Everywhere – This might as well be the only song on the album, because it would single-handedly make Tango in the Night one of the best albums of the 80’s . I listen to this song an average of three times a day, everyday, and there’s nothing in my life that it can’t seem to solve. Last.fm indicates that I have listened to it around 200 times since January 15, 2010, and if you hear it for yourself, you may understand why. There’s something about it that is akin to magic…it’s got that fairy-dustsish feeling that pacifies me to the point of stupid grin for no apparent reason. Maybe because I would imagine this is what it feels like to be dumb and happy all the time must feel like (or young love, as this was co-written by McVie’s new and second husband, which must have been more than awkward for alcoholic ex-husband John).

Caroline – Kind of what Peter Gabriel was doing at the time with all of his tribal-beat-new-age-sex-sounding songs, only with an anthem-ish edge.

Tango in the Night – I can imagine how this might be the type of song I will be playing around the house a decade from now, much to my childrens’ mortification at their uncool mom. OK, so it’s got a bunch of terrible cliched 80’s mood guitars churning away unnecessarily to fill the oddly high number of dramatic pauses. But how can you resist that opera-like chorus, or that ridiculously over-the-top guitar solo towards the end??

Mystified – A surprising Buckingham/McVie collaboration that isn’t what you might expect from them. Slow, methodical, and longing. One of those long-forgotten adult-contemporary FM songs you dust off that makes you remember how good it was.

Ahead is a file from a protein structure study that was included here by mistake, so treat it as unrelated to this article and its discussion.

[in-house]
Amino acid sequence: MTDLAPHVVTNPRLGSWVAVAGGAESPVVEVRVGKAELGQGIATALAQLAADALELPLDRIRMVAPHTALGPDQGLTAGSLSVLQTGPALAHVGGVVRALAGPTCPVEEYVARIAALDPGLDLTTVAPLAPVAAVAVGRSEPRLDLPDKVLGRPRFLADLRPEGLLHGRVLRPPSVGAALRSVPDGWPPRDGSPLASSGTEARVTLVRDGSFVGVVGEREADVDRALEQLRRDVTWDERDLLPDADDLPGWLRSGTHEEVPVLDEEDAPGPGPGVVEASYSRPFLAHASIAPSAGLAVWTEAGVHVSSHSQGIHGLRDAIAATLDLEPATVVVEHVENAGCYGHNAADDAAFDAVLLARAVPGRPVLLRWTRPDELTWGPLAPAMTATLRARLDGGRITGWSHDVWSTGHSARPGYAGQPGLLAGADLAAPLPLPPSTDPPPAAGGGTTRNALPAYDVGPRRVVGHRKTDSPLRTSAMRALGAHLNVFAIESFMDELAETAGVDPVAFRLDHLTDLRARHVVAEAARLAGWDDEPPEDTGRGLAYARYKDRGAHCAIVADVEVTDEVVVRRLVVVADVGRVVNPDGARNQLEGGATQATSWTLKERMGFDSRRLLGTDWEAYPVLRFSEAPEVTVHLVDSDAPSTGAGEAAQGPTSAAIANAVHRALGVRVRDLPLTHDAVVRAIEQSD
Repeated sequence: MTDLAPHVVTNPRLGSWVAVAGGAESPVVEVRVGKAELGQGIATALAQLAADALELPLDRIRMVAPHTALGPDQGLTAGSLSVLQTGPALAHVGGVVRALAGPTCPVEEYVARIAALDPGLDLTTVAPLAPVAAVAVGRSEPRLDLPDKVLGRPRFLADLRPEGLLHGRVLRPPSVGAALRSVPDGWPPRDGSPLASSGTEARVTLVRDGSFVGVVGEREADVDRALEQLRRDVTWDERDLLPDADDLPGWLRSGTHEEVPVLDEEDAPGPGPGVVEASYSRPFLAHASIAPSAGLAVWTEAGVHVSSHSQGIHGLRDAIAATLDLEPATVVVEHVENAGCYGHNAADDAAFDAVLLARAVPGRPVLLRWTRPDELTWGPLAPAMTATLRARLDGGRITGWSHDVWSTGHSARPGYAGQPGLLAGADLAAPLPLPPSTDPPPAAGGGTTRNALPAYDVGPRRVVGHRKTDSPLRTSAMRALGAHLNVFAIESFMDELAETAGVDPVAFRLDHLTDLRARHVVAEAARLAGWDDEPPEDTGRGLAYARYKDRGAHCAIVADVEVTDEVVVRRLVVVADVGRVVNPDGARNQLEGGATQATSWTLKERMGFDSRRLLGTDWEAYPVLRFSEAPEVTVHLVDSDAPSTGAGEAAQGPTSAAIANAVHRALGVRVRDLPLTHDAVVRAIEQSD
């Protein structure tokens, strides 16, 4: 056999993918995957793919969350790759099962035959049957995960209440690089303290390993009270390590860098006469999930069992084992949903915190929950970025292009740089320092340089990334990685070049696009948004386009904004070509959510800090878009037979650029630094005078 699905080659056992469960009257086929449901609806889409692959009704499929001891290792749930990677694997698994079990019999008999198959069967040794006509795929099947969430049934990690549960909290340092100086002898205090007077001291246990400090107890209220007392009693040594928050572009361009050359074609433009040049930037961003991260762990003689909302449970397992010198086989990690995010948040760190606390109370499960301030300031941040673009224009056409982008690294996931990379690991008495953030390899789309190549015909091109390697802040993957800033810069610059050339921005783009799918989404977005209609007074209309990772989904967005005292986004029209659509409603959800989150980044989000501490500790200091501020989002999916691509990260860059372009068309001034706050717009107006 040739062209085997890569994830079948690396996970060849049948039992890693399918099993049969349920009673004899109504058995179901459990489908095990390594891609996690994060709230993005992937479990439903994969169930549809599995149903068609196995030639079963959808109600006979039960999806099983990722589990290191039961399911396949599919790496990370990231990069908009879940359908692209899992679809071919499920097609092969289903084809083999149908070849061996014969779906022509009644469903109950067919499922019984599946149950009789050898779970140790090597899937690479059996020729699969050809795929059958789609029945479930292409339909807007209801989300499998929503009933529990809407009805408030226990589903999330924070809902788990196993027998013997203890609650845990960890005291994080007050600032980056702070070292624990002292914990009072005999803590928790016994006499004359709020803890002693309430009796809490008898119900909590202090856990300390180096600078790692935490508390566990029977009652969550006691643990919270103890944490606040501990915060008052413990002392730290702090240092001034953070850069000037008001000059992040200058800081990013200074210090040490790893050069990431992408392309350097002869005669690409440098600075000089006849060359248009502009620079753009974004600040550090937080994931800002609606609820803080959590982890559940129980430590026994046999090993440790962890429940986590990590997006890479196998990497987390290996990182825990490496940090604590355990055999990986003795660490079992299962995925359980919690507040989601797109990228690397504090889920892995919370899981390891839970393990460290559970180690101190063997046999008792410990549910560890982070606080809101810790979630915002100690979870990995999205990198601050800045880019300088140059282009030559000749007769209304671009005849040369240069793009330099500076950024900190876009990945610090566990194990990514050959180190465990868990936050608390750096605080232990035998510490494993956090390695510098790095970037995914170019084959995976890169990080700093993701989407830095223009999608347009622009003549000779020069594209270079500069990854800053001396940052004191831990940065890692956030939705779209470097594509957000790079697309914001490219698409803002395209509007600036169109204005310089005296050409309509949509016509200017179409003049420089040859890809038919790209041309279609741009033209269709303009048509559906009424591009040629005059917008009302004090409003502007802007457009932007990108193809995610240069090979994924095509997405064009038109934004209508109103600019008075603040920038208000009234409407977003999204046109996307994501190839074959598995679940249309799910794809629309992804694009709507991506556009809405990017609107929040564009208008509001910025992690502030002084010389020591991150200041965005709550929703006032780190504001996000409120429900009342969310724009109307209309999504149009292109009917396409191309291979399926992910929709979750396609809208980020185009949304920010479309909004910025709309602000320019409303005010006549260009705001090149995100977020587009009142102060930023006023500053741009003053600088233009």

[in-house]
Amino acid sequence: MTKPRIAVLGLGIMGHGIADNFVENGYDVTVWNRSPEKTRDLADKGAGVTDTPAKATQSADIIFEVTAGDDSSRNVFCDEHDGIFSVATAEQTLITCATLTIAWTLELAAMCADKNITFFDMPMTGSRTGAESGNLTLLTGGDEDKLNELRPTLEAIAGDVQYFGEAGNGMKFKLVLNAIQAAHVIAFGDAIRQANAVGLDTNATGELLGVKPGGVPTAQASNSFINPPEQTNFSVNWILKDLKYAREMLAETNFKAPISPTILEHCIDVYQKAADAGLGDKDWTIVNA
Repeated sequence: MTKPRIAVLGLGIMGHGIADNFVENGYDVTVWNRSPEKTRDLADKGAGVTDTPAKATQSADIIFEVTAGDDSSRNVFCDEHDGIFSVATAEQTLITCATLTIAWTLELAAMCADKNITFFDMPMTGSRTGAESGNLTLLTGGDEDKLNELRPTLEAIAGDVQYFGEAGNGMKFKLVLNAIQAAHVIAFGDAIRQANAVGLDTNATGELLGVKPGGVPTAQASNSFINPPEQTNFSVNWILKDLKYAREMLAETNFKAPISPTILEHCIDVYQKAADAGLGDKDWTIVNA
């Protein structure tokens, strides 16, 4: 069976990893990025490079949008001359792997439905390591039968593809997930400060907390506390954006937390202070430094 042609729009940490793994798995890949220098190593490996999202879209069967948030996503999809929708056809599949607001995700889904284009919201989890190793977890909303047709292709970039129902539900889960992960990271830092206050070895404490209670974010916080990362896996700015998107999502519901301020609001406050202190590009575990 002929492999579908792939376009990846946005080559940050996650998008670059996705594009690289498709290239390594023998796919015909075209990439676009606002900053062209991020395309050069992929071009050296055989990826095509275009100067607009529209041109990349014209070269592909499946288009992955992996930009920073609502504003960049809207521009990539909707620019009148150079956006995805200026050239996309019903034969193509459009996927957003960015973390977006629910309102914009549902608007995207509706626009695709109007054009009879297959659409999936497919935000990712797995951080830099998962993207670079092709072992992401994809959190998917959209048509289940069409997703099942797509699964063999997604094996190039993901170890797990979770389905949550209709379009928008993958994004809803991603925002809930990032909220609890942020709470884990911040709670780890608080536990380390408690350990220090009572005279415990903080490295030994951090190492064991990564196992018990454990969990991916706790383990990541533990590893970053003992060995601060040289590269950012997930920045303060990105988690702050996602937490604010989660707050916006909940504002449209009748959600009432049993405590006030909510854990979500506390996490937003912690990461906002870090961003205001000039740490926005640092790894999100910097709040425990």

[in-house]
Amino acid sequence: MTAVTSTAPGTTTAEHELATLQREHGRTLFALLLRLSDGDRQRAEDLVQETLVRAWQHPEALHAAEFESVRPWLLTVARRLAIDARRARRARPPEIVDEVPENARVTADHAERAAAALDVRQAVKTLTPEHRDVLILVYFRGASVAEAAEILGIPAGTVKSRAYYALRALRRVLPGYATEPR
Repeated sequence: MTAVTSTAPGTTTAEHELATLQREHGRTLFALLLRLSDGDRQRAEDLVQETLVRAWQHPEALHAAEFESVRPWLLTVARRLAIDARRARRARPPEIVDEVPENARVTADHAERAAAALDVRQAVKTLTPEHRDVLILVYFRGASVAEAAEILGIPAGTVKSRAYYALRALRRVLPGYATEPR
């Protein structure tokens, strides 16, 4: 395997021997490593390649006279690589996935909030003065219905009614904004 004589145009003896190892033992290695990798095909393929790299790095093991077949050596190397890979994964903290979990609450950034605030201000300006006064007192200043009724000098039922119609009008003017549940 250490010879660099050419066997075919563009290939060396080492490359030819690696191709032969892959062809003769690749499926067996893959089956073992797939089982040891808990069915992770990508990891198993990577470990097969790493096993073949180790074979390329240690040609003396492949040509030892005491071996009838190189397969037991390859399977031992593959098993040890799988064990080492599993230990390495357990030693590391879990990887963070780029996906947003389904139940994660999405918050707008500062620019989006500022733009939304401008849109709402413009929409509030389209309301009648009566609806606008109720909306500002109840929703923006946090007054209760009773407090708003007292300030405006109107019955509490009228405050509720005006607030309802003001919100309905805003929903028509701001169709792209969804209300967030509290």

Little Lies – The other huge McVie standout that still reminds me of riding in the back of my parents’ car in the late 80’s / early 90’s, where I would always downplay my joy at hearing something my parents might have liked, too. I’m still riding in the back of their car, but no one plays this song nearly as often as they ought to.

Family Man – This one just puzzles me, as does its placement in their Greatest Hits collection. Well, maybe Buckingham just had a kid or something.

Welcome to the Room Sara – The first of Nicks’s two slow numbers, and neither of them are very memorable. Her voice is sounding increasingly goat-bleatish at this point.

Isn’t It Midnight – Completely shameless 80’s rock-out that I hate to admit I love in a nostalgic Ray Ban, caped neon cap kind of way.

When I See You Again – See above.

You and I Part 2 – A slightly higher class rendition of “Simply Having a Wonderful Christmas Time,” demonstrating Buckingham’s irrepressible ability to make even the tackiest beat sound catchy.

Now that I have the opportunity to, I want to talk a bit more about Christine McVie. Tango in the Night demonstrates that she had become a songwriting force and performer in her own right. I always felt she deserved more attention as an equal force to be reckoned with along with Nicks, but that she wasn’t really recognized publicly as one-half of the female talent of the band. Maybe that’s my false perception coming into play, but I thought her equally tawdry but comparatively unglamorous personal life contributed to some of her being downplayed in the group. Buckingham, too I felt carried much of the band in its heyday both as a songwriter, vocalist, and plucky guitarist. He added a distinctive flair to everything he wrote, usually with some sort of staccato accent.

Allison / Panic Manual / August 4, 2010